Two of the three top-20 ranked companies that registered a double-digit sales decline in 1H'3 were headquartered in Japan (Renesas and Sony). Japan-based Fujitsu also registered a double-digit decline (-19%) in 1H'3 to drop out of the top 20 ranking. However, it should be noted that the conversion of Japanese company semiconductor sales from yen to U.S. dollars, at 95.47 yen per dollar in 1H'3 versus 79.70 yen per dollar in 1H'2, had a significant impact on the sales figures for the Japanese companies. Still, Sony would have logged a double-digit (12%) semiconductor sales decline even if its sales results were not converted to U.S. dollars while Renesas would have posted a 2% increase in semiconductor sales if the numbers were expressed in yen.
Unfortunately for AMD, it cannot attribute its extremely poor 1H'13 sales performance (-25%) to currency conversion issues. However, the company's 3Q'13/2Q'13 guidance is for a 22% surge in sales, a significant rebound but one that still may not prevent the company from posting another full-year decline in sales in 2013 (AMD registered a steep 17% sales decline in 2012).
More details on the 1H'3 top 25 semiconductor suppliers, including a look at the companies' 3Q'13 expectations and guidance, will be provided in the August Update to the McClean Report.
After 43 Years, DRAM Market Finally Reaches Maturity (Chart 19)
DRAM capex as a percent of sales forecast to fall to all-time low in 2013.
Forty-three years after Intel introduced the first DRAM device in 1970, the DRAM market has finally matured to the point where there are only three major suppliers remaining—Samsung, SK Hynix, and Micron, which recently closed on its acquisition of Elpida. A good sign that the DRAM market has reached maturity is that capital expenditures in 2013 are forecast to be $4.0 billion, only slightly more than the $3.9 billion spent during the great recession year of 2009 according to IC Insights. Meanwhile, the DRAM market is forecast to reach $33.7 billion. This means DRAM capital spending as a percent of sales is forecast to fall to an all-time low of only 11.9% this year. Lower-trending capex investment for new DRAM fabs and process technology upgrades have contributed to rising average selling prices (ASPs) for DRAM so far in 2013. For the year, the DRAM average selling price is forecast to jump 40% and lift total DRAM market growth 28%.
The ability of suppliers to spend large sums of money to build a brand new wafer fab or to upgrade existing fabs has become nearly prohibitive for all but the leading DRAM manufacturers. With the price of a new wafer fab approaching $5 billion, only Samsung, SK Hynix, and the new Micron-Elpida will be able to continue investing in new and/or upgraded facilities this year.
Samsung perennially has had the DRAM industry's largest capital expenditure budget, which has allowed it to reduce costs and offer advanced products more quickly than its competition. From 2010-2013, Samsung's cumulative four-year DRAM capital spending ($10.95 billion) is forecast to far exceed the amount spent by either of its two nearest rivals—SK Hynix, $6.1 billion; and Micron, $5.1 billion—over the same period. (DRAM capex by the newly formed Micron-Elpida venture amounts to approximately $7.8 billion over the four-year span).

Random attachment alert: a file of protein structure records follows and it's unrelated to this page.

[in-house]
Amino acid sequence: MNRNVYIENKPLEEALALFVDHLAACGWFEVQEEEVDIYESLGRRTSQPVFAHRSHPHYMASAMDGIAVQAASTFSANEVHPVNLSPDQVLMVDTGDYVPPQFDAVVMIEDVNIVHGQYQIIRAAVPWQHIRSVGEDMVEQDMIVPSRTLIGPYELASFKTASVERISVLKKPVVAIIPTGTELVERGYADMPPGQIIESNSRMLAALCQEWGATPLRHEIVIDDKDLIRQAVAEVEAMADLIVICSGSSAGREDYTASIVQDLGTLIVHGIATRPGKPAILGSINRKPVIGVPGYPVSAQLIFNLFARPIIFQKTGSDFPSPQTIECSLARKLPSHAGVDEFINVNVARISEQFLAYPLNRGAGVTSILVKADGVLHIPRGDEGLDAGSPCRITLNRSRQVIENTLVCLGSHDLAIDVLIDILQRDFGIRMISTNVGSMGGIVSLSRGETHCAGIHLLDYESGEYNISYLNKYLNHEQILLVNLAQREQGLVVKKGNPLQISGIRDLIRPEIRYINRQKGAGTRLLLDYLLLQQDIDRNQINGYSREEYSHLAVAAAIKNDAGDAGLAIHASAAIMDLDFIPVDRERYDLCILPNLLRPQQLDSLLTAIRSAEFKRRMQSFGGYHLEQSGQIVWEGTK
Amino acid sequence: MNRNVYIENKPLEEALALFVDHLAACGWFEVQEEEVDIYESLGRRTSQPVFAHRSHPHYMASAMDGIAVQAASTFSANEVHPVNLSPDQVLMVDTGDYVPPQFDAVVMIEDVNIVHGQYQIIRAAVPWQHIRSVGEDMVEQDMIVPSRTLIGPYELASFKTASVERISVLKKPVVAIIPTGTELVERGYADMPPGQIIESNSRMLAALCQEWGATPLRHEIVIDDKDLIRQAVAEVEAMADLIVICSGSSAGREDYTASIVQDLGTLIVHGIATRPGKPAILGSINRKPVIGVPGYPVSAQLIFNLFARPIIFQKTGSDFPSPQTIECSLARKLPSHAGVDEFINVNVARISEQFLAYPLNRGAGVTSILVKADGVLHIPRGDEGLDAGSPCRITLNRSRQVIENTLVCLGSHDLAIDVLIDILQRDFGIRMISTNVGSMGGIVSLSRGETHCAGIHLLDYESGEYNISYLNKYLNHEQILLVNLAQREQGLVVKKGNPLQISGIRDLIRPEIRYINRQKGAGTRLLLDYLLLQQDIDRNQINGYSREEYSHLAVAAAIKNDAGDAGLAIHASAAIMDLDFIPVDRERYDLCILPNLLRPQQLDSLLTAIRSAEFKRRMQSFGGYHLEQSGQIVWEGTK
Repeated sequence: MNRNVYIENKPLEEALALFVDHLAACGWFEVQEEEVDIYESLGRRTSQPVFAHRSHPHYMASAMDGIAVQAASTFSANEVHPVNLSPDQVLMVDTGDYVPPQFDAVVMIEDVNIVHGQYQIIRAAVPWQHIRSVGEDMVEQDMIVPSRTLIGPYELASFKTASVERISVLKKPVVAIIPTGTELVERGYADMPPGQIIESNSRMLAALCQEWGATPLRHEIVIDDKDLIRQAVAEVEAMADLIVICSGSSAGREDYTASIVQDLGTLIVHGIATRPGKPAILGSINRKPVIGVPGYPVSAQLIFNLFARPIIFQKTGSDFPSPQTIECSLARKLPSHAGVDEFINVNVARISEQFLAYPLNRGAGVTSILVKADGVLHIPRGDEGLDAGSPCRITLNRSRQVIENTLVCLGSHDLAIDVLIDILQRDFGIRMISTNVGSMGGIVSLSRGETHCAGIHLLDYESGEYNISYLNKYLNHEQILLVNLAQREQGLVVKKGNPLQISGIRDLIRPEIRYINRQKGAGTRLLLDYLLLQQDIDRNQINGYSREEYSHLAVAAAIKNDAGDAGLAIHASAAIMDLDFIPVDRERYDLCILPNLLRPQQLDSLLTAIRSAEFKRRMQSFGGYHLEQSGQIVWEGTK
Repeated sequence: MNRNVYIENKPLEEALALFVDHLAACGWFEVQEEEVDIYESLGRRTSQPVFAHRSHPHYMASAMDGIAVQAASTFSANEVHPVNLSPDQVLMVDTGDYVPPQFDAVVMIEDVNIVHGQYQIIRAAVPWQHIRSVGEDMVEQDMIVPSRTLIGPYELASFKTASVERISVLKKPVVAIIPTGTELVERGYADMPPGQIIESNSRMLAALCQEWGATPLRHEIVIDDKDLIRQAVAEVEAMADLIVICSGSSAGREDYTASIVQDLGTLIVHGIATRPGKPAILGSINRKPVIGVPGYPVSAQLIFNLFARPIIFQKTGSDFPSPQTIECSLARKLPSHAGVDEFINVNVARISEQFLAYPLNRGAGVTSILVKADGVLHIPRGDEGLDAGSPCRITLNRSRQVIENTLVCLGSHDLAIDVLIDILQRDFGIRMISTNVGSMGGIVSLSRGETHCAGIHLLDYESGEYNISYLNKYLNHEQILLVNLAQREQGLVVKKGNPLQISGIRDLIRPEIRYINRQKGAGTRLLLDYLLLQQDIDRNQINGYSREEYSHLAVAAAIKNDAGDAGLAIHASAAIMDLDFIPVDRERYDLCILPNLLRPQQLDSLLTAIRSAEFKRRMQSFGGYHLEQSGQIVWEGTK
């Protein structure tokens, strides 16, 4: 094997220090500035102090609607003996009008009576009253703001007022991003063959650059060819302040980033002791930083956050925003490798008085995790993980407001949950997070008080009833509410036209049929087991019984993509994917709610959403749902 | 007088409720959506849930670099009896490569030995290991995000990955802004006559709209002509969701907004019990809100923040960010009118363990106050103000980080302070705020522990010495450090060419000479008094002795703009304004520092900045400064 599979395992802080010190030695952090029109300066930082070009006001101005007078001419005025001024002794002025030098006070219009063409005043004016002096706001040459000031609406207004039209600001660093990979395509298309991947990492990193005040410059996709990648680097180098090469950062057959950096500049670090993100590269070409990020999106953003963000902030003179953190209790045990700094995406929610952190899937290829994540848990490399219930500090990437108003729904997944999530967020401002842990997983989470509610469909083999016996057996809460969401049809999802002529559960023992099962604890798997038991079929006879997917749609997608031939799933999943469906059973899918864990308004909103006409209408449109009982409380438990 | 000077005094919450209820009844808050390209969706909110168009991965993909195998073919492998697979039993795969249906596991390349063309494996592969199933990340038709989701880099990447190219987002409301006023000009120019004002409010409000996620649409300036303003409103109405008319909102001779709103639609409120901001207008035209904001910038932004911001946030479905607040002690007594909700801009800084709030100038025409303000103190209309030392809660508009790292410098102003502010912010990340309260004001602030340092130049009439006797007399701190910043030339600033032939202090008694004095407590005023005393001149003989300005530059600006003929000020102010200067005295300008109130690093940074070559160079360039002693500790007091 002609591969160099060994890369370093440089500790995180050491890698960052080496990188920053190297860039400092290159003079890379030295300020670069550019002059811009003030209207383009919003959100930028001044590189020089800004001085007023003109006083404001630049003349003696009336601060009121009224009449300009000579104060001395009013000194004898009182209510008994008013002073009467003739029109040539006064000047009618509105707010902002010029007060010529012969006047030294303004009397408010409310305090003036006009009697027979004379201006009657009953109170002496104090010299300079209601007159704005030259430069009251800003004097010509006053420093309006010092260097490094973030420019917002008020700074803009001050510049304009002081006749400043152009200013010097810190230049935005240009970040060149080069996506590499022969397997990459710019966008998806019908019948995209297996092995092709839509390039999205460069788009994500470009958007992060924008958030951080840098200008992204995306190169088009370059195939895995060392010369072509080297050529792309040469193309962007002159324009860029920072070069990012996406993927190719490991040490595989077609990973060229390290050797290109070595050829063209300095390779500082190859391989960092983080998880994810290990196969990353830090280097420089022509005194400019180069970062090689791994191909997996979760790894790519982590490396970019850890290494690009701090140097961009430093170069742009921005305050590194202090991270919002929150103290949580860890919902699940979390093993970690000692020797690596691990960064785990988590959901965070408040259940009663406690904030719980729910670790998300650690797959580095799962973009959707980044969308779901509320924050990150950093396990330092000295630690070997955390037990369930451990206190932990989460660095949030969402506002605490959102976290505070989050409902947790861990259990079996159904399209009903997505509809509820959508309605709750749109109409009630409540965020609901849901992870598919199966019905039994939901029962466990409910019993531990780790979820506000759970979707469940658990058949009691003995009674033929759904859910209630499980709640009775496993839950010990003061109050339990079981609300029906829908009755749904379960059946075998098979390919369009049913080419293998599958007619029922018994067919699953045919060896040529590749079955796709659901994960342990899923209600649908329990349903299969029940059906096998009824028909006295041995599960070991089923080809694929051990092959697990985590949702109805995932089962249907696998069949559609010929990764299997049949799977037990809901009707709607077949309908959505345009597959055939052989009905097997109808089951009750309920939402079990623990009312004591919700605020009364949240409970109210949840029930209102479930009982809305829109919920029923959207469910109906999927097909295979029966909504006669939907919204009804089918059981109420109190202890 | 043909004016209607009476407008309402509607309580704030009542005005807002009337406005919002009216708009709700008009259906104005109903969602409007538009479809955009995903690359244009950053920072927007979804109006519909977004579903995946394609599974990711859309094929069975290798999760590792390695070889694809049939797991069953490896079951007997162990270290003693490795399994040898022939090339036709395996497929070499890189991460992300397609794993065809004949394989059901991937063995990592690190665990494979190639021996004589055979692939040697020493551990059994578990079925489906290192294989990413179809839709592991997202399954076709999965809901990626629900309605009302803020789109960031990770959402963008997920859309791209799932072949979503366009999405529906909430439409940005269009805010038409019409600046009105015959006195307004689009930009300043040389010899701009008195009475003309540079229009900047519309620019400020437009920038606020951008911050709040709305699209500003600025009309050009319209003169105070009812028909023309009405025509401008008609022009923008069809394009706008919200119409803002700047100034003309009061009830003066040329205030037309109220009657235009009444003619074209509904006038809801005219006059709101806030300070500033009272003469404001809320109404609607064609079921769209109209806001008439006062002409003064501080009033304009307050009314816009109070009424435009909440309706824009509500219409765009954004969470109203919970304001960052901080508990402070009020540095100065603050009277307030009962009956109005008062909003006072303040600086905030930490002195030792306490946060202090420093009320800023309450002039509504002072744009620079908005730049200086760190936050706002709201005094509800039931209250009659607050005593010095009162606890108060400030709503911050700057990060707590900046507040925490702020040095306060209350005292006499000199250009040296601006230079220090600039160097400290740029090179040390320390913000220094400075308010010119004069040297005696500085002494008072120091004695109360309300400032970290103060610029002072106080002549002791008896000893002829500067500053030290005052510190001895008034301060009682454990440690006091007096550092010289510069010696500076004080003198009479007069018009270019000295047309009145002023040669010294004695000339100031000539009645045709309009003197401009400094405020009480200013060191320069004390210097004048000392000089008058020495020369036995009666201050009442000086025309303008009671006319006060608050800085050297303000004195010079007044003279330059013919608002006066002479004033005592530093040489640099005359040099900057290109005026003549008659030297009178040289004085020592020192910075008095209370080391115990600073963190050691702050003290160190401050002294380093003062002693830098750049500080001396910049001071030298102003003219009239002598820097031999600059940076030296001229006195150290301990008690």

Perhaps more telling is how quickly the level of DRAM capex spending falls off after SK Hynix and Micron. After investing heavily to bring 50nm- and 40nm-class processes to their 300mm wafer lines, Taiwan-based suppliers are out of cash. Facing intense pressure from the world's leading DRAM vendors, second-tier players like Nanya, Powerchip, and Winbond are having to look for niche markets in order to revive their respective IC businesses.
In the five-year span from 2004-2008, DRAM capital expenditures as a percent of sales averaged 42.1%. In contrast, that ratio over the five-year span from 2009-2013 is forecast to average 21.5%. Since only the top DRAM suppliers will be able to continue investing in new facilities, IC Insights forecasts the ratio of DRAM capex to sales to be in the 15-20% range through 2017, greatly reducing the potential for huge swings in the market based on too much or too little capacity in the system.
LED Wafer Fab Equipment Spending to Rise 17% to $1.2 Billion In 2014, Following a 30% Decline This Year and 45% Decline in 2011 (Chart 20)
The LED industry is working through its over-capacity problems and will renew capital spending and capacity increases in 2014. According to the SEMI Opto/LED Fab Forecast quarterly on HB-LED front-end fabs, 2014 LED wafer fab equipment spending will rise 17% to nearly $1.2 billion in 2014, following a 30% decline this year and 45% decline in 2011. Equipment spending trends also reveal a new era in the LED industry as equipment spending now is concentrated among the industry leaders, and aspiring survivors, rather than widely distributed among new entrants to the industry or new technologies.
Following the explosion in LED interest sparked by the LED TV boon and exuberant optimism for the long-term growth in solid state lighting, the LED industry dramatically expanded worldwide capacity over the past three years, partly fueled by lucrative government subsidies in China. Total worldwide capacity rose 49% in 2011 and 39% in 2012 and continued to grow by 19% this year. Driven by national and provincial subsidy and incentive programs, China LED manufacturing rose from approximately 100,000 4" equivalent wafers per month in 2010 to an astounding 620,000 4" wafers per month this year.